PROVIDENCE, R.I. [Brown University] — American voters have the power to set town and school budgets, support or strike down major improvement projects and choose the representatives who control local purse strings. But they rarely get to weigh in on the finer details — whether a year’s town budget increase will fund road improvements or expanded public transit, for example, or whether a new school bond will support higher teacher salaries or additional teachers.
In recent years, an education scholar at Brown University began to wonder: If Americans could weigh in on the minutiae of town and school budgets, instead of letting elected officials speak for them, what would they say?
Jonathan Collins, an assistant professor within Brown’s Department of Education and Watson Institute for International and Public Affairs, has spent the last two years working with Providence-area schools and governments to answer that question. Through a series of projects launched in collaboration with local representatives and school leaders, Collins is demonstrating the power of “participatory budgeting” — a democratic process that asks community members to decide via conversations and deliberations how to spend part of a public budget.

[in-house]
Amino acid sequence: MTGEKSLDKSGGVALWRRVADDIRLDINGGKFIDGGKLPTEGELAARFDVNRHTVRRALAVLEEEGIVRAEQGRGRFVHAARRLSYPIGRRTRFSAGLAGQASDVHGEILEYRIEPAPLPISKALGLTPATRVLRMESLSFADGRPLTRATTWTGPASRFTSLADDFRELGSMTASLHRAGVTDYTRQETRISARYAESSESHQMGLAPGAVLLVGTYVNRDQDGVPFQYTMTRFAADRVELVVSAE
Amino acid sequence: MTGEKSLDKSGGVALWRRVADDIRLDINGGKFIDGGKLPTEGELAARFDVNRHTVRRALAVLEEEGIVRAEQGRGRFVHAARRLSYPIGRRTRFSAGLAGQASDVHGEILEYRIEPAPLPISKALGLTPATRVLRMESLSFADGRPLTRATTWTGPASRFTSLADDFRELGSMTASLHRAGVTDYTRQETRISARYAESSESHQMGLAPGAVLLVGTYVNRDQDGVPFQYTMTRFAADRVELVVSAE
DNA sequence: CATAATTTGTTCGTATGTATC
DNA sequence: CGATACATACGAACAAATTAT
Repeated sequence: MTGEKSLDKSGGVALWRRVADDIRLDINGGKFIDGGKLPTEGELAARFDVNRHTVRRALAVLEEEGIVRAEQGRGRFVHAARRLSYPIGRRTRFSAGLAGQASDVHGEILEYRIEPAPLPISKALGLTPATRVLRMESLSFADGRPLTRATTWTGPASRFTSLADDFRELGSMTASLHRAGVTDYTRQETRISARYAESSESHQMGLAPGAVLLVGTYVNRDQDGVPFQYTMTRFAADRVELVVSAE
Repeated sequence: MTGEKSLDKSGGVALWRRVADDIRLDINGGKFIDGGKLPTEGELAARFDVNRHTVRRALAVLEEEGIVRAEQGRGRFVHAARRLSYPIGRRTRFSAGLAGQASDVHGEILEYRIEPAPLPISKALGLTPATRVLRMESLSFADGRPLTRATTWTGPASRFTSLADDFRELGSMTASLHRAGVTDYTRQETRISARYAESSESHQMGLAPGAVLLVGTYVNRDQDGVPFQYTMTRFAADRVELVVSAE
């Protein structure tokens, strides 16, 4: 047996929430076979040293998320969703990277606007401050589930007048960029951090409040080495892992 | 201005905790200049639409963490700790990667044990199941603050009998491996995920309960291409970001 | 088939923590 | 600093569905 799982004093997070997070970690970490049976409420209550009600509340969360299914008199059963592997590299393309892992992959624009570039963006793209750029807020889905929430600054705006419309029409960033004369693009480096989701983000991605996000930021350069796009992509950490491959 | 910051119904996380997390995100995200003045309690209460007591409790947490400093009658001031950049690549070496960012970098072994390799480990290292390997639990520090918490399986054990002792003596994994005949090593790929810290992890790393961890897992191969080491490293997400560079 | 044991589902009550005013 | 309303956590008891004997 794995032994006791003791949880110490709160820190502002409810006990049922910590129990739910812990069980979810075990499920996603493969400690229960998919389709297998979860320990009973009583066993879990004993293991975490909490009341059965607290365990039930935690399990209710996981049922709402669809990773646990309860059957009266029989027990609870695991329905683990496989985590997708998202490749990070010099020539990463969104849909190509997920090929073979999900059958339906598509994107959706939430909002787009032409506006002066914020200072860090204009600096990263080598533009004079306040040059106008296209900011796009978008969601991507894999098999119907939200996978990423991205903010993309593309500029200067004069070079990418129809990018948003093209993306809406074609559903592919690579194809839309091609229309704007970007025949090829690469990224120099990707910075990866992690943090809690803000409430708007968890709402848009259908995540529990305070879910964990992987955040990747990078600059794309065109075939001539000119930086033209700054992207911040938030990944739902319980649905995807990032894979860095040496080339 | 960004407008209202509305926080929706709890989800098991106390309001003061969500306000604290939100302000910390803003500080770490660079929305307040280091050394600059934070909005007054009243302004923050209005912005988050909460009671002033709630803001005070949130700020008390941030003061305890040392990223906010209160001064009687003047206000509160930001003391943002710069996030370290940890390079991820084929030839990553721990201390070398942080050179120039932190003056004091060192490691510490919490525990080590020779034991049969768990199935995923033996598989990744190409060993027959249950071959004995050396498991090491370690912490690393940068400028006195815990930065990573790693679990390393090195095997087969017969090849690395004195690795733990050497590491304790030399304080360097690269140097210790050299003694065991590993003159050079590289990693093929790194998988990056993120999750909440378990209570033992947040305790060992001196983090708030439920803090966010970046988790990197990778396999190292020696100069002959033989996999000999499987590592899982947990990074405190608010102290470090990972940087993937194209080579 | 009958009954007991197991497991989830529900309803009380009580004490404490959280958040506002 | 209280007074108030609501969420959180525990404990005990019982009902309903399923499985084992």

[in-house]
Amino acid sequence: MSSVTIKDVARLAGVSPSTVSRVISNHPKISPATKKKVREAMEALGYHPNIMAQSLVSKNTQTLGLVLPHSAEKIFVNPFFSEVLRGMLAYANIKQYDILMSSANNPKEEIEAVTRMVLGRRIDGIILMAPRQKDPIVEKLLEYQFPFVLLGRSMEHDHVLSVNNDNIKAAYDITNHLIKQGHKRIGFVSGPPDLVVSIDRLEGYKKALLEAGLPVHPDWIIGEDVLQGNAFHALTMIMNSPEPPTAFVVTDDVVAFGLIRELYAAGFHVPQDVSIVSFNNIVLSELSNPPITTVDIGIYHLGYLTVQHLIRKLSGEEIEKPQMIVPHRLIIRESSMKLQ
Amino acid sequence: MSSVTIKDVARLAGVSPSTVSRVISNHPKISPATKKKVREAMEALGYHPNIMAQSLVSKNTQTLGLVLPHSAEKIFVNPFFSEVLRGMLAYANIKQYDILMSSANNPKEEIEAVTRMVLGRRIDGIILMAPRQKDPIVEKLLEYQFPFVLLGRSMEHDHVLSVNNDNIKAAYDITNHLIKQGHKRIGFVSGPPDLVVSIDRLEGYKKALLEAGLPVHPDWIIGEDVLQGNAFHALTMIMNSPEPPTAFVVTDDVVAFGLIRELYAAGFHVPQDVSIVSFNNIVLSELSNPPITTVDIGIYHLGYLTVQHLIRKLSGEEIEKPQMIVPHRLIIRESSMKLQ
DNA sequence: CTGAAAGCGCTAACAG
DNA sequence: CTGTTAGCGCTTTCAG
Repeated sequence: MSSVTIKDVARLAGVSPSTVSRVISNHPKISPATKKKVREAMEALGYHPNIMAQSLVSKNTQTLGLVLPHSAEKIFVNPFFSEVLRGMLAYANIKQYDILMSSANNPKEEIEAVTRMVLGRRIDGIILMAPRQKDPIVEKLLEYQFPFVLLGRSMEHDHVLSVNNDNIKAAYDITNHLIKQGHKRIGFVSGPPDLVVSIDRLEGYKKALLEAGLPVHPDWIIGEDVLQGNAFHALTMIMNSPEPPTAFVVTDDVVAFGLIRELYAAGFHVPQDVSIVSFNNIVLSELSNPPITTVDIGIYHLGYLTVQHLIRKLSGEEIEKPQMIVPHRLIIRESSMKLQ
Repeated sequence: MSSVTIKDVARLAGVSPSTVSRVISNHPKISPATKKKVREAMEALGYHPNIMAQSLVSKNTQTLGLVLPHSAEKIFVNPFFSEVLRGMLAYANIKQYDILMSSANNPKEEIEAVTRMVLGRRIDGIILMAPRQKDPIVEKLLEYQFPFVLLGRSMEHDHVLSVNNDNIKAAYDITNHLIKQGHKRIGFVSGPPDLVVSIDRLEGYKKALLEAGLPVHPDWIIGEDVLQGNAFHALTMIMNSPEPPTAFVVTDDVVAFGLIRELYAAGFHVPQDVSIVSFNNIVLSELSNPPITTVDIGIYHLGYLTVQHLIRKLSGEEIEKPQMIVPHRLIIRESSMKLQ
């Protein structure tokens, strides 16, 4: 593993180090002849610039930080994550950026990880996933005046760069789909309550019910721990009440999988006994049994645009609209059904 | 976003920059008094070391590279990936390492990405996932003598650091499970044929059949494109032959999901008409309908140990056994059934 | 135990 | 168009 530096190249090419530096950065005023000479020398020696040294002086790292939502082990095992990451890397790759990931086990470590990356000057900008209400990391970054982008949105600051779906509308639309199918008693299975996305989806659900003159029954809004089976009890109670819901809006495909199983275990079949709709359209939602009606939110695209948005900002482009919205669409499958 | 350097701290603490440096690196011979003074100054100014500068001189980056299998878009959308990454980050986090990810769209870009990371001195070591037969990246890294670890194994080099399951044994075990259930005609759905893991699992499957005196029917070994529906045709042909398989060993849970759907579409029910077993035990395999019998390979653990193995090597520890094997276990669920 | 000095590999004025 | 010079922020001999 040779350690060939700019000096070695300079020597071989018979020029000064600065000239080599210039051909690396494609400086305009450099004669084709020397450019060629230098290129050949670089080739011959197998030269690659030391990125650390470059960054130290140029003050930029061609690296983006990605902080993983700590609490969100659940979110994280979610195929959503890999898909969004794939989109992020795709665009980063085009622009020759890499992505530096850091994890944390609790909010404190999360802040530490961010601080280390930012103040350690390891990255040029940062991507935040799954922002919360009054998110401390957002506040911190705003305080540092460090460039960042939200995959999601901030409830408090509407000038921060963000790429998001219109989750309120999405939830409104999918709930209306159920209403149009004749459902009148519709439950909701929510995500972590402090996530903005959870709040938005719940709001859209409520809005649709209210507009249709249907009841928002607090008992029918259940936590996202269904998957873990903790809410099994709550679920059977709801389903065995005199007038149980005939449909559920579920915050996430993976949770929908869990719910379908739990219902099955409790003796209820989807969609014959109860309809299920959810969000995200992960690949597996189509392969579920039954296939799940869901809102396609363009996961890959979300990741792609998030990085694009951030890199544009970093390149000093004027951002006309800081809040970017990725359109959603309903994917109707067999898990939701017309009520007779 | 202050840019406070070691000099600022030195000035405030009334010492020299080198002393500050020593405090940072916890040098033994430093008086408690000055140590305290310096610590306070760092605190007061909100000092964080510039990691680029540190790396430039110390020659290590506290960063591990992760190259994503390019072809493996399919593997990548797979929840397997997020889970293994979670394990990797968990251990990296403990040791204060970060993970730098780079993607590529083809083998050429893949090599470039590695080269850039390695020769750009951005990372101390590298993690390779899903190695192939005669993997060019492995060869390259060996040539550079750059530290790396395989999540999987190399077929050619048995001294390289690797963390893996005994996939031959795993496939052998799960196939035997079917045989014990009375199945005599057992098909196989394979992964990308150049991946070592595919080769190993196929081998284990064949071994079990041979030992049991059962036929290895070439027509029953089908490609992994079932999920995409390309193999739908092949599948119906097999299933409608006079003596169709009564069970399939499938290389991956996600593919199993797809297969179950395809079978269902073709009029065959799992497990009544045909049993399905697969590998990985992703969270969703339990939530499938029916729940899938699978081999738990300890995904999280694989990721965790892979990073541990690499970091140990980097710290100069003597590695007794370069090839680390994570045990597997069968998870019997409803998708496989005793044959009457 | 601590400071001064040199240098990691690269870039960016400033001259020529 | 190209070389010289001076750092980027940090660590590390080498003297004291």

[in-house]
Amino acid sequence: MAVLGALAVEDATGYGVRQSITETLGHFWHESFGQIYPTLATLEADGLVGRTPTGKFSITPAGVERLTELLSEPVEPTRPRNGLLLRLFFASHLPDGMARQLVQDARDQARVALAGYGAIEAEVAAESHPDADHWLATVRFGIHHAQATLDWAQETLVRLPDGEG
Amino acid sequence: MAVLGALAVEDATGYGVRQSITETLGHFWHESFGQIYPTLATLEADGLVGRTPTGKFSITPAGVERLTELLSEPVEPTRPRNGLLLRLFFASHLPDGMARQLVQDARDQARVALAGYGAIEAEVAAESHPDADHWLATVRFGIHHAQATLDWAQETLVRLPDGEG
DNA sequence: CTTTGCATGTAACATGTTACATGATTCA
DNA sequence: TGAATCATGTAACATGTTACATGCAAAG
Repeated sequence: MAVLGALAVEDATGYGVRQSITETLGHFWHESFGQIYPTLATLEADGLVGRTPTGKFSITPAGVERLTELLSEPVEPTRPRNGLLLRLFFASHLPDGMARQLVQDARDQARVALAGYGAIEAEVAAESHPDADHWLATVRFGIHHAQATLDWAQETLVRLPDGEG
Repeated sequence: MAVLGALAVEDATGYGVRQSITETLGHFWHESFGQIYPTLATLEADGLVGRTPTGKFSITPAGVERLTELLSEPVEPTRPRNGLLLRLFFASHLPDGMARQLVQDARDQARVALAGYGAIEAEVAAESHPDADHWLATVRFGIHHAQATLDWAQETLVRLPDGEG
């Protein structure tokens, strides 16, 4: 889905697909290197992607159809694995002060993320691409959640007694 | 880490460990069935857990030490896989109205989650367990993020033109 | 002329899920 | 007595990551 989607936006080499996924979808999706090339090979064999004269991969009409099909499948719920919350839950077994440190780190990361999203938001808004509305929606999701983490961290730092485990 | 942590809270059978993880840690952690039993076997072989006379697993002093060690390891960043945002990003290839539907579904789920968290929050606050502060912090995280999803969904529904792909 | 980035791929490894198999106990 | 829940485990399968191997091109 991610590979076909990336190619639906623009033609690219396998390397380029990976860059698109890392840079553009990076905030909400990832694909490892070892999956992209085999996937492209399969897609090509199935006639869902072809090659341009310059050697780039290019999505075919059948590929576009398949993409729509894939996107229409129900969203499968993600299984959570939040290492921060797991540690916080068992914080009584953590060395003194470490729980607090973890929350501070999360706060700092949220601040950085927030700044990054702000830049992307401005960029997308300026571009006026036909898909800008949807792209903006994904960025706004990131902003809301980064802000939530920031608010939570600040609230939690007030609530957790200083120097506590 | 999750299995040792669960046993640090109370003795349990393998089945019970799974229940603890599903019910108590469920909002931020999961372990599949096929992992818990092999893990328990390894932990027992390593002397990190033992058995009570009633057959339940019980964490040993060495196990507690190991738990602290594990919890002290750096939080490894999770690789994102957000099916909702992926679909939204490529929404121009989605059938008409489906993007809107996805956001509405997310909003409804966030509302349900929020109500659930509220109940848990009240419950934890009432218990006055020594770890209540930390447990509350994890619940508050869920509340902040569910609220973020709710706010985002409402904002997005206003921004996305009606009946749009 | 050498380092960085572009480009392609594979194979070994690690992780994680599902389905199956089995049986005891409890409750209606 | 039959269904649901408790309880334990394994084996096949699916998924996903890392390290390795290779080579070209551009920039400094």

“As a society, we’ve gotten very good at expressing our individual needs, but we’re not as adept at identifying our collective needs,” Collins said. “That’s leading people to pursue their own interests ahead of what’s good for everyone. But democracy isn’t about one person being loud — it’s about how we, as a collective, can bring our diverse ideas, experiences and backgrounds to the table, combine them and use them to solve problems we’re all experiencing.”
Collins’ scholarship has long focused on improving civic engagement. In a 2021 study, he found that encouraging dialogue between school board members and the general public helped boost attendance at public meetings and increase the public’s trust in the officials. And with help from a $2 million federal grant, he’s currently developing a curriculum that could improve high school students’ engagement in social studies classes by allowing them to discuss the social issues they care about with sitting members of Congress.
It's no surprise, then, that in the summer of 2021, school leaders in Central Falls, R.I., turned to Collins and his research team to observe and improve long-term civic participation among parents and students there.
Like many hard-hit cities and towns across the United States, Central Falls had received hundreds of thousands of dollars in COVID-19 relief funds from the federal government, and a significant portion of that sum went to schools challenged by chronic absences and teacher shortages amid the pandemic. The district decided to allocate $100,000 to a participatory budgeting project called Voces Con Poder (Voices With Power).